Crowdsourcing Privacy Risk Assessment
Privacy policies, privacy notices, privacy statements, data policies, data handling policies, conditions of use, terms of service, terms and conditions–the list goes on. Privacy systems around the globe have adopted all sorts of policies to govern their collection, use, dissemination, and maintenance of others’ personally identifiable information (PII). But how do these different policies compare? Are some more transparent than others? Do some make a better effort at minimizing the amount of data they collect or better limit how they use the collected data? Do some make no effort at all?
As privacy systems and their policies become increasingly complex, decision-makers of all varieties (including individuals, national governments, and multinational corporations to name a few) will require tools that help them make better sense of the systems and policies they are dealing with. This project seeks to help such decision-makers by creating an interactive model that allows for the comparison of privacy policies from different systems.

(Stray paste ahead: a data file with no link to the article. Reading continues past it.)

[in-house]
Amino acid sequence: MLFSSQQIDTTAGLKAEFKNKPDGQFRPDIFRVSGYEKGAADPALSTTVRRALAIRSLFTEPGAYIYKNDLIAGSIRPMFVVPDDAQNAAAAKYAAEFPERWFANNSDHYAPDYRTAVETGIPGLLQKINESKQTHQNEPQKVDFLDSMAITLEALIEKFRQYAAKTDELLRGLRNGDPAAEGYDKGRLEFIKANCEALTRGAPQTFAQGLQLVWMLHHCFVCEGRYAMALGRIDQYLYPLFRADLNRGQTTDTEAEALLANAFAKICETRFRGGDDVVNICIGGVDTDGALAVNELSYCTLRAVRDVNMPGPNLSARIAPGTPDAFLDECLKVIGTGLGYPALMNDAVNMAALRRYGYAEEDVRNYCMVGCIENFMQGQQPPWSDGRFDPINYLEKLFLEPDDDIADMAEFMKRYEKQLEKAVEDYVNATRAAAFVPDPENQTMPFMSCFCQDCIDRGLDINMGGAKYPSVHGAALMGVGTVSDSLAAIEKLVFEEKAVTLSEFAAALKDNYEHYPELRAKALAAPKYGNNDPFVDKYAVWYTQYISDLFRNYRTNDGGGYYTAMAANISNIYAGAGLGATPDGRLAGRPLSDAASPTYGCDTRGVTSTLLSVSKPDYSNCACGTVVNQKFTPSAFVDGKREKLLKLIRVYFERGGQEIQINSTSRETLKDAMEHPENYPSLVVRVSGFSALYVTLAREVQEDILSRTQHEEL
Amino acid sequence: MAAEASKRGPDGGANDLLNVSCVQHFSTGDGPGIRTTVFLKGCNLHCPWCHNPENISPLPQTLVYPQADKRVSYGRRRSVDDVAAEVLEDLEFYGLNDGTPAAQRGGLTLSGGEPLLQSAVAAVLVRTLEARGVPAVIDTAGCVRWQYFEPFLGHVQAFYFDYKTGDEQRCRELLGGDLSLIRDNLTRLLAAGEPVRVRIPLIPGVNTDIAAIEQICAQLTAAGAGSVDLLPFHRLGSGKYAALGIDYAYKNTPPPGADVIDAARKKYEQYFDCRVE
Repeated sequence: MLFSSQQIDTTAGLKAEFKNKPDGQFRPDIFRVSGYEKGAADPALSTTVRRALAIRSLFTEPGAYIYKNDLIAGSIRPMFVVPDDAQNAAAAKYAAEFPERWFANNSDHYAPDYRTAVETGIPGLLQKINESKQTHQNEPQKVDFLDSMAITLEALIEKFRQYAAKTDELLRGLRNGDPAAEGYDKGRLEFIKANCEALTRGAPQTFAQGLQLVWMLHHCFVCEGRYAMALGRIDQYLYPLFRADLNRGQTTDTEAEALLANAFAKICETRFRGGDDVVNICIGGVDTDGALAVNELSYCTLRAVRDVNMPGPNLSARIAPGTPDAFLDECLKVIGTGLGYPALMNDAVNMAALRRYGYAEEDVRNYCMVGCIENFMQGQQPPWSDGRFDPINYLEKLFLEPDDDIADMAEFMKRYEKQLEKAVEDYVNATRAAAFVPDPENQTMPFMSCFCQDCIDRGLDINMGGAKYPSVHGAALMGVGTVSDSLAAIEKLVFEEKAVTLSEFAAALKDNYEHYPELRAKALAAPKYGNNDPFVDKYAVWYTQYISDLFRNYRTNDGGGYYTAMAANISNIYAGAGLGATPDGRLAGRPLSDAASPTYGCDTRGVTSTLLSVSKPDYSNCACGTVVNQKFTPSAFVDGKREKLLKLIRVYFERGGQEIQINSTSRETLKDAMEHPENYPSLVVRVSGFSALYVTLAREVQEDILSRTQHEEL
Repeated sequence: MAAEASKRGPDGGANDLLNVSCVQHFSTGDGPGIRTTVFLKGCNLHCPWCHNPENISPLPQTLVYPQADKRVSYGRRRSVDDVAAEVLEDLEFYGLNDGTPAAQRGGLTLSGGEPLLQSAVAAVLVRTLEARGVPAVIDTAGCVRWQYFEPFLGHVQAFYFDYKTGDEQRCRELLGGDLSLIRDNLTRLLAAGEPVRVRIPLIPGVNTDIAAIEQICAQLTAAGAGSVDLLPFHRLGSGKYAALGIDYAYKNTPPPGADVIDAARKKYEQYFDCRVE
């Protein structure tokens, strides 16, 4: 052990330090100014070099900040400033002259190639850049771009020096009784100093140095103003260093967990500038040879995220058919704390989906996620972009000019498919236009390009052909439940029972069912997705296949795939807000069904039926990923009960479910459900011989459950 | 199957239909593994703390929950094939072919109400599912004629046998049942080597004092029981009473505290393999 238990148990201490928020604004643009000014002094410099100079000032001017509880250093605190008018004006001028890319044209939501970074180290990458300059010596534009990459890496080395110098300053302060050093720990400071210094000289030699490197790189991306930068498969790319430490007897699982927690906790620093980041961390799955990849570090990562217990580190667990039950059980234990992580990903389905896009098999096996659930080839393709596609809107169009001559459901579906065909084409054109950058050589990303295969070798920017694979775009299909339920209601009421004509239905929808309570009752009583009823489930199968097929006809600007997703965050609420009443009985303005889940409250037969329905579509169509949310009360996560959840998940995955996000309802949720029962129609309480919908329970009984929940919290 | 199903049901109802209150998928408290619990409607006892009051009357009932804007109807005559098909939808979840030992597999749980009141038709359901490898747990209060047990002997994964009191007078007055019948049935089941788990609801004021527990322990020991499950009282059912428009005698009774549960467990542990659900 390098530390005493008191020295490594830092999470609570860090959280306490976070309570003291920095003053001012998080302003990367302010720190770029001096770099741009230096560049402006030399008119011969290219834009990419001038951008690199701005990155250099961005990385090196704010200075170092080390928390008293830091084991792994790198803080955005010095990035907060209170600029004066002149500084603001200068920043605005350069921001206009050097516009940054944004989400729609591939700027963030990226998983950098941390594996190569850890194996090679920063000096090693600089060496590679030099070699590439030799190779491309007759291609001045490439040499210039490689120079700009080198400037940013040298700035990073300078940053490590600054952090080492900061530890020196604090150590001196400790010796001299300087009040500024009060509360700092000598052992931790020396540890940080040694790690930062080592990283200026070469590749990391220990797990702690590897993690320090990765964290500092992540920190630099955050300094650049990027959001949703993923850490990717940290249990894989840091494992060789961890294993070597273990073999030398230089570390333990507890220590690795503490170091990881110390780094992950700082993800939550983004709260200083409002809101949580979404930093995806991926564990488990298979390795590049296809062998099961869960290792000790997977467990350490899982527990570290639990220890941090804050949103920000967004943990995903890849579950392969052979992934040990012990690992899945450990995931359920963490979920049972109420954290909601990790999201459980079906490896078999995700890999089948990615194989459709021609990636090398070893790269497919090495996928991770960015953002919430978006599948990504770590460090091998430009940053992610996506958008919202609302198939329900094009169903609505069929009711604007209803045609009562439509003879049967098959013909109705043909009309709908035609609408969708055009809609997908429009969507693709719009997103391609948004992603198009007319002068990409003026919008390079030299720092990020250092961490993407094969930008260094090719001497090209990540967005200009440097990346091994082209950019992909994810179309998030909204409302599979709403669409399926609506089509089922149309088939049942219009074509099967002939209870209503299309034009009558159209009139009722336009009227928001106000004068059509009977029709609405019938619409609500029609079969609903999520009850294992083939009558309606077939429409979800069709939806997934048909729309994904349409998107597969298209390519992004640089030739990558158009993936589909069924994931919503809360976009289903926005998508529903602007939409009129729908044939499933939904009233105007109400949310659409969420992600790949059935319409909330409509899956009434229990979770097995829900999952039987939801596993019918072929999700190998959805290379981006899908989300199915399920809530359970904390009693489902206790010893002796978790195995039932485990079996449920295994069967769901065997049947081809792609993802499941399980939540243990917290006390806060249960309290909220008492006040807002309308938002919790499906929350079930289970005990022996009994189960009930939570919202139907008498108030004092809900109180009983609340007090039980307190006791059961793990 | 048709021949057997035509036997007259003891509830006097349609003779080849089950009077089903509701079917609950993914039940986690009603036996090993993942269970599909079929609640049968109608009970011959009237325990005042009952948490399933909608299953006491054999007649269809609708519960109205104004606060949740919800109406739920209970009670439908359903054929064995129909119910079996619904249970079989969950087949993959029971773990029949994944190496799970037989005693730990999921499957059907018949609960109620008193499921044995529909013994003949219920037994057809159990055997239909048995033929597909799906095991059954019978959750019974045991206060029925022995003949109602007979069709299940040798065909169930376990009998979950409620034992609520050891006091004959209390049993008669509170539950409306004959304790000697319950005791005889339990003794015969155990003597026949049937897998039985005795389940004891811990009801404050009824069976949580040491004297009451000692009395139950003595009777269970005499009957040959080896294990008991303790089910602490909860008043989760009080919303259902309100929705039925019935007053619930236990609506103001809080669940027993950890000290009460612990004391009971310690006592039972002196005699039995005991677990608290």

The model provides a privacy score based on a privacy system’s implementation of Fair Information Practice Principles (FIPPs). To evaluate the implementation of the FIPPs, the model subdivides them into 93 system practices that a privacy system might follow. (For instance, the Transparency FIPP is broken down into six system practices, with one of them being how frequently a privacy system provides notifications to its users). The user analyzes each system practice for intrusion into or protection of privacy using a scale of 1-5. The model will average the user-inputted ratings for each system practice within a single FIPP, generating a privacy score for that FIPP. To compute a privacy score for the entire privacy system, the model will average the privacy scores generated for all eight FIPPs.
Since the privacy score depends on the accuracy of the (subjective) evaluations of the user, using multiple users’ scores to arrive at a generally agreed upon result is recommended. Weights can be assigned to different users’ scores to reflect the confidence (or lack thereof) in certain users’ scores.
- Powerpoint Presentation of Model
- Excel Workbook with Data and Model Simulation
- Model's Applicability to NISTIR 8062: Privacy Risk Management for Federal Information Systems (comments submitted to NIST)
Lance Hoffman (firstname.lastname@example.org)